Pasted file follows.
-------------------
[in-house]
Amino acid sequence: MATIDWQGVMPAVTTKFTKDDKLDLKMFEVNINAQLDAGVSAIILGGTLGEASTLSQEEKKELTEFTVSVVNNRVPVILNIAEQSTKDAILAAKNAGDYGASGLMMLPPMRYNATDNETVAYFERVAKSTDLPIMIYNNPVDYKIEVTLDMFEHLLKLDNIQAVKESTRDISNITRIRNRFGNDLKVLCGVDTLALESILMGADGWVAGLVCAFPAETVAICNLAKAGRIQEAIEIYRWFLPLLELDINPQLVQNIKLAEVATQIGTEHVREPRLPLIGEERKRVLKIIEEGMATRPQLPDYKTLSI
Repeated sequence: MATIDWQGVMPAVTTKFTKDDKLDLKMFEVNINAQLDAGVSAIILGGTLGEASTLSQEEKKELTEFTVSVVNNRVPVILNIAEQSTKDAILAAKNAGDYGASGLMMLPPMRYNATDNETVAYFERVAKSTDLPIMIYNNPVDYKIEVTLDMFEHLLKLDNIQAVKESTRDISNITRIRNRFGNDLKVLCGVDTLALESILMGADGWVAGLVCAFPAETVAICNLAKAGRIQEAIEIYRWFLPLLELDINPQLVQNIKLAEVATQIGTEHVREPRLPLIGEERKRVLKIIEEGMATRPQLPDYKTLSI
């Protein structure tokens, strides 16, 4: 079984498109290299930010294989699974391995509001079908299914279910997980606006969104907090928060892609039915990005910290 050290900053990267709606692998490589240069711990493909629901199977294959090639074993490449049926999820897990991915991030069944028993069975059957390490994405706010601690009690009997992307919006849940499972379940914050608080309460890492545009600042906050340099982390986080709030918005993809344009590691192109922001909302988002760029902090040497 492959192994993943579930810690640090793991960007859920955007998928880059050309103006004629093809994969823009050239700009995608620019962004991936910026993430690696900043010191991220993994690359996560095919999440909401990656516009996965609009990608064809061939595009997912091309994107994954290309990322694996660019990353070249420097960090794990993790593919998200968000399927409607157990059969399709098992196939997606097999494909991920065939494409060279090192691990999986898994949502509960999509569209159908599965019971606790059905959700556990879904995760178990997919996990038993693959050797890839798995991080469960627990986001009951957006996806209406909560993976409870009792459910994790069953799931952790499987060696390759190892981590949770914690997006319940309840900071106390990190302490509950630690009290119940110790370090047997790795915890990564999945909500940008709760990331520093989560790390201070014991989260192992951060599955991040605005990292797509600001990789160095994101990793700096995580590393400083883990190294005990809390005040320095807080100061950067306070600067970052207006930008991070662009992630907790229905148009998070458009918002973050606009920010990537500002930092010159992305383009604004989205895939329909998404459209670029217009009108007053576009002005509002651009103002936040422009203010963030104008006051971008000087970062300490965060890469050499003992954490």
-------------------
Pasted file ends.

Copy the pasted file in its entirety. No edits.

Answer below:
[in-house]
Amino acid sequence: MATIDWQGVMPAVTTKFTKDDKLDLKMFEVNINAQLDAGVSAIILGGTLGEASTLSQEEKKELTEFTVSVVNNRVPVILNIAEQSTKDAILAAKNAGDYGASGLMMLPPMRYNATDNETVAYFERVAKSTDLPIMIYNNPVDYKIEVTLDMFEHLLKLDNIQAVKESTRDISNITRIRNRFGNDLKVLCGVDTLALESILMGADGWVAGLVCAFPAETVAICNLAKAGRIQEAIEIYRWFLPLLELDINPQLVQNIKLAEVATQIGTEHVREPRLPLIGEERKRVLKIIEEGMATRPQLPDYKTLSI
Repeated sequence: MATIDWQGVMPAVTTKFTKDDKLDLKMFEVNINAQLDAGVSAIILGGTLGEASTLSQEEKKELTEFTVSVVNNRVPVILNIAEQSTKDAILAAKNAGDYGASGLMMLPPMRYNATDNETVAYFERVAKSTDLPIMIYNNPVDYKIEVTLDMFEHLLKLDNIQAVKESTRDISNITRIRNRFGNDLKVLCGVDTLALESILMGADGWVAGLVCAFPAETVAICNLAKAGRIQEAIEIYRWFLPLLELDINPQLVQNIKLAEVATQIGTEHVREPRLPLIGEERKRVLKIIEEGMATRPQLPDYKTLSI
């Protein structure tokens, strides 16, 4: 079984498109290299930010294989699974391995509001079908299914279910997980606006969104907090928060892609039915990005910290 050290900053990267709606692998490589240069711990493909629901199977294959090639074993490449049926999820897990991915991030069944028993069975059957390490994405706010601690009690009997992307919006849940499972379940914050608080309460890492545009600042906050340099982390986080709030918005993809344009590691192109922001909302988002760029902090040497 492959192994993943579930810690640090793991960007859920955007998928880059050309103006004629093809994969823009050239700009995608620019962004991936910026993430690696900043010191991220993994690359996560095919999440909401990656516009996965609009990608064809061939595009997912091309994107994954290309990322694996660019990353070249420097960090794990993790593919998200968000399927409607157990059969399709098992196939997606097999494909991920065939494409060279090192691990999986898994949502509960999509569209159908599965019971606790059905959700556990879904995760178990997919996990038993693959050797890839798995991080469960627990986001009951957006996806209406909560993976409870009792459910994790069953799931952790499987060696390759190892981590949770914690997006319940309840900071106390990190302490509950630690009290119940110790370090047997790795915890990564999945909500940008709760990331520093989560790390201070014991989260192992951060599955991040605005990292797509600001990789160095994101990793700096995580590393400083883990190294005990809390005040320095807080100061950067306070600067970052207006930008991070662009992630907790229905148009998070458009918002973050606009920010990537500002930092010159992305383009604004989205895939329909998404459209670029217009009108007053576009002005509002651009103002936040422009203010963030104008006051971008000087970062300490965060890469050499003992954490």